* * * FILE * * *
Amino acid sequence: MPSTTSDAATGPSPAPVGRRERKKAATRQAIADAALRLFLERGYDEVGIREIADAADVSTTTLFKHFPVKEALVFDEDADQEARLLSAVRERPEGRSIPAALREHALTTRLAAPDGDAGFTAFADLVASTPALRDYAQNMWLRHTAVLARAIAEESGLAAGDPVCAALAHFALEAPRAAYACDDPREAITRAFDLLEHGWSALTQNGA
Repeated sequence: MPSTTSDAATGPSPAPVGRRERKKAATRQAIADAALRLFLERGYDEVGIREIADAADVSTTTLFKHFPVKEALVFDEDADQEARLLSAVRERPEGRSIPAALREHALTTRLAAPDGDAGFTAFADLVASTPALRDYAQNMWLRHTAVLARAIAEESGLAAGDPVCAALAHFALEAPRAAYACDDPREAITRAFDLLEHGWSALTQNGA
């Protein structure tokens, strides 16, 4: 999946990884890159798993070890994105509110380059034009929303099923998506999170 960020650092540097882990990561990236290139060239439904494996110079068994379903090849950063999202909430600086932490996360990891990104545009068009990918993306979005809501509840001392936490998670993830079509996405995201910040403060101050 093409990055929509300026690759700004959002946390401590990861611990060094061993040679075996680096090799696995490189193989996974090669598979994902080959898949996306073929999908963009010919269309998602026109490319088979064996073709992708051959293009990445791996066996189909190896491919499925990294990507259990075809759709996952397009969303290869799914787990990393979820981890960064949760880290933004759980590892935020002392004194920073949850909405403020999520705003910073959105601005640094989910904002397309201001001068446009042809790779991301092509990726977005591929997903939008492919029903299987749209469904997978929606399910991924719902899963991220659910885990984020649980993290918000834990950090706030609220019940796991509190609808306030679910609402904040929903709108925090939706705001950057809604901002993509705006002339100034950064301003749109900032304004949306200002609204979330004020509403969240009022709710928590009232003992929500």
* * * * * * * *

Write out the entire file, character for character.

Amino acid sequence: MPSTTSDAATGPSPAPVGRRERKKAATRQAIADAALRLFLERGYDEVGIREIADAADVSTTTLFKHFPVKEALVFDEDADQEARLLSAVRERPEGRSIPAALREHALTTRLAAPDGDAGFTAFADLVASTPALRDYAQNMWLRHTAVLARAIAEESGLAAGDPVCAALAHFALEAPRAAYACDDPREAITRAFDLLEHGWSALTQNGA
Repeated sequence: MPSTTSDAATGPSPAPVGRRERKKAATRQAIADAALRLFLERGYDEVGIREIADAADVSTTTLFKHFPVKEALVFDEDADQEARLLSAVRERPEGRSIPAALREHALTTRLAAPDGDAGFTAFADLVASTPALRDYAQNMWLRHTAVLARAIAEESGLAAGDPVCAALAHFALEAPRAAYACDDPREAITRAFDLLEHGWSALTQNGA
């Protein structure tokens, strides 16, 4: 999946990884890159798993070890994105509110380059034009929303099923998506999170 960020650092540097882990990561990236290139060239439904494996110079068994379903090849950063999202909430600086932490996360990891990104545009068009990918993306979005809501509840001392936490998670993830079509996405995201910040403060101050 093409990055929509300026690759700004959002946390401590990861611990060094061993040679075996680096090799696995490189193989996974090669598979994902080959898949996306073929999908963009010919269309998602026109490319088979064996073709992708051959293009990445791996066996189909190896491919499925990294990507259990075809759709996952397009969303290869799914787990990393979820981890960064949760880290933004759980590892935020002392004194920073949850909405403020999520705003910073959105601005640094989910904002397309201001001068446009042809790779991301092509990726977005591929997903939008492919029903299987749209469904997978929606399910991924719902899963991220659910885990984020649980993290918000834990950090706030609220019940796991509190609808306030679910609402904040929903709108925090939706705001950057809604901002993509705006002339100034950064301003749109900032304004949306200002609204979330004020509403969240009022709710928590009232003992929500």